LAKE BUENA VISTA, Fla. -- At least once after a game this season, somebody needs to walk up to Braves pitching coach Roger McDowell and say, "Nice game, pretty boy." (More on that shortly.)
I wrote a column on McDowell, who is the only member of the Braves' coaching staff or management team that nobody seems to have a problem with. It's no wonder. Despite significant turnover in the pitching staff and an inordinate number of injuries -- highlight/lowlight: losing starters Kris Medlen and Brandon Beachy to elbow surgery in consecutive days last spring -- the Braves have ranked among the top five in the majors in earned run average for six straight seasons.
McDowell is profoundly respected by players and he sees and thinks the game as well or better than anybody in the dugout. He probably has manager potential, but I'm not sure he ever would want to deal with all that goes with that job, particularly the media commitments.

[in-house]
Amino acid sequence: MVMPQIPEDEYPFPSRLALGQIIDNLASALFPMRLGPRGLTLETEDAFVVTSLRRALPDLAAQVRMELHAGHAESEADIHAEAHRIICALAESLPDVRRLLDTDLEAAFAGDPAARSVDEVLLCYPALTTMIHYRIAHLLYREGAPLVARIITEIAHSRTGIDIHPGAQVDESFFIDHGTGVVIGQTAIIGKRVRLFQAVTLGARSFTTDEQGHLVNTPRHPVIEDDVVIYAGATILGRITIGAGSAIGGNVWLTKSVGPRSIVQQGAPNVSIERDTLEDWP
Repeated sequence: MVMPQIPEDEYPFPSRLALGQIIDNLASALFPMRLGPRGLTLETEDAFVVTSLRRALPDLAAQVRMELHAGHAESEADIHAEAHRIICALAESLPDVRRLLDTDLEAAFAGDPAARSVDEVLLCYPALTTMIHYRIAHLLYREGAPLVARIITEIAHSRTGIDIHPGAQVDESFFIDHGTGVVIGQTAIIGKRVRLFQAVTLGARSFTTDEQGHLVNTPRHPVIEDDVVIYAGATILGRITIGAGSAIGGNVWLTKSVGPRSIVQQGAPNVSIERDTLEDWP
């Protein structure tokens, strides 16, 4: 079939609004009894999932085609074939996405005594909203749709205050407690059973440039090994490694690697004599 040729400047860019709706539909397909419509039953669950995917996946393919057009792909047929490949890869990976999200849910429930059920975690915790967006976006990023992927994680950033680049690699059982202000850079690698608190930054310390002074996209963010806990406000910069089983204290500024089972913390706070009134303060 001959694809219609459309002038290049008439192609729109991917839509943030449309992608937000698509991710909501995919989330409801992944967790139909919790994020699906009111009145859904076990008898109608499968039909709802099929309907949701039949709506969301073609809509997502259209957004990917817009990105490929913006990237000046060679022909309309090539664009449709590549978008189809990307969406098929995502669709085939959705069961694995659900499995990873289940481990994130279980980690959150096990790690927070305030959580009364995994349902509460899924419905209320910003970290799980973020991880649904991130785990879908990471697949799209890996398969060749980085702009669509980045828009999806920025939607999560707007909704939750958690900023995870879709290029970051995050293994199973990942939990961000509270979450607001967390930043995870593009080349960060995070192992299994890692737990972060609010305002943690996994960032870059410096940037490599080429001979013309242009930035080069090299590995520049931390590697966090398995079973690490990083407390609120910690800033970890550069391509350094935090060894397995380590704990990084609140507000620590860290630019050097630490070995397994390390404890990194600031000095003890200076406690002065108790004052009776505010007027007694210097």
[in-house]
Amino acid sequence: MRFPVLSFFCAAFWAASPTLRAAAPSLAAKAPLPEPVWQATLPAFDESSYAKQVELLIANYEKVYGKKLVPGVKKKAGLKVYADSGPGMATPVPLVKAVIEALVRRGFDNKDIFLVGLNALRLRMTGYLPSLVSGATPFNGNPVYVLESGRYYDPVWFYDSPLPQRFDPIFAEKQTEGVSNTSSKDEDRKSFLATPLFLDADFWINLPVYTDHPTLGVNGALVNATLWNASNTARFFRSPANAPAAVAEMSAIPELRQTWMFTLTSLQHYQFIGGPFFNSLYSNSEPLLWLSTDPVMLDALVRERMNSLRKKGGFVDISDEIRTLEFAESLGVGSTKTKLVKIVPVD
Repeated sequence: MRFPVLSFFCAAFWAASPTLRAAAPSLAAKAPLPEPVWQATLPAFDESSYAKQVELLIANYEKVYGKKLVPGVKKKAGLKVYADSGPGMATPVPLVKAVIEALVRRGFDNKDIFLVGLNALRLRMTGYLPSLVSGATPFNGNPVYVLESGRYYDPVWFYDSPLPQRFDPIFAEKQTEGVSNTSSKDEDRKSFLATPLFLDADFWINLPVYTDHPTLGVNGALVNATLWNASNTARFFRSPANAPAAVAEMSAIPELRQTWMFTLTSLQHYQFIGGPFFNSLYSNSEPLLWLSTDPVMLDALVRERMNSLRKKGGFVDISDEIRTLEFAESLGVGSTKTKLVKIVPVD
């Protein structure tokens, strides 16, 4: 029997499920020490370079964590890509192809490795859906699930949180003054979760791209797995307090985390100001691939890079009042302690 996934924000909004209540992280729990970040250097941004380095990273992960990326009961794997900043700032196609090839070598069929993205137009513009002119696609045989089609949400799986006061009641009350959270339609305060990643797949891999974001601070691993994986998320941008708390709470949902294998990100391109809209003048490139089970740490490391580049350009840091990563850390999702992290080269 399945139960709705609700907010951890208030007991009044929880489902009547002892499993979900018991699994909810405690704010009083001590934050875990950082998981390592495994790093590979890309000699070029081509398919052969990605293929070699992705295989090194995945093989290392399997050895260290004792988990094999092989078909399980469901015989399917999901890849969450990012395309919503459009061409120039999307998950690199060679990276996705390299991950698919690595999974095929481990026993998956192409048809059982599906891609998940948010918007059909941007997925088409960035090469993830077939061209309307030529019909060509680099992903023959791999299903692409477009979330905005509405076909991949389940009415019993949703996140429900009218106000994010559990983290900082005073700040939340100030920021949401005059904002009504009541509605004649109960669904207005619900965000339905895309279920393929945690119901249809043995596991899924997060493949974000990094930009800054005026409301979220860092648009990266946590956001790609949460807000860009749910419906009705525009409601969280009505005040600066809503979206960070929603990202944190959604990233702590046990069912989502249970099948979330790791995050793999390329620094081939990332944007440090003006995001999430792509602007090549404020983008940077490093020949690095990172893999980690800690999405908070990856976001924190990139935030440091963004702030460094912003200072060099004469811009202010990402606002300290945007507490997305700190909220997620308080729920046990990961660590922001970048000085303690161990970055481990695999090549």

Among the things McDowell and I discussed were low expectations for the Braves offensively, and the pressure that seemingly creates for the team's pitchers. His response:
"Hopefully from a pitching staff standpoint, our focus isn’t where we are offensively, whether we’re a great offensive club or we’re below average. We can only control one thing — the baseball. We can’t control how many runs we score. We can’t control what happens after the ball hits the bat. We can’t control good plays, bad plays."
Back to the, "Nice game, pretty boy," reference. It's from a "Seinfeld" episode in which two former New York Mets players, McDowell and Keith Hernandez, guest starred. You've probably seen this before but I can't see it enough times.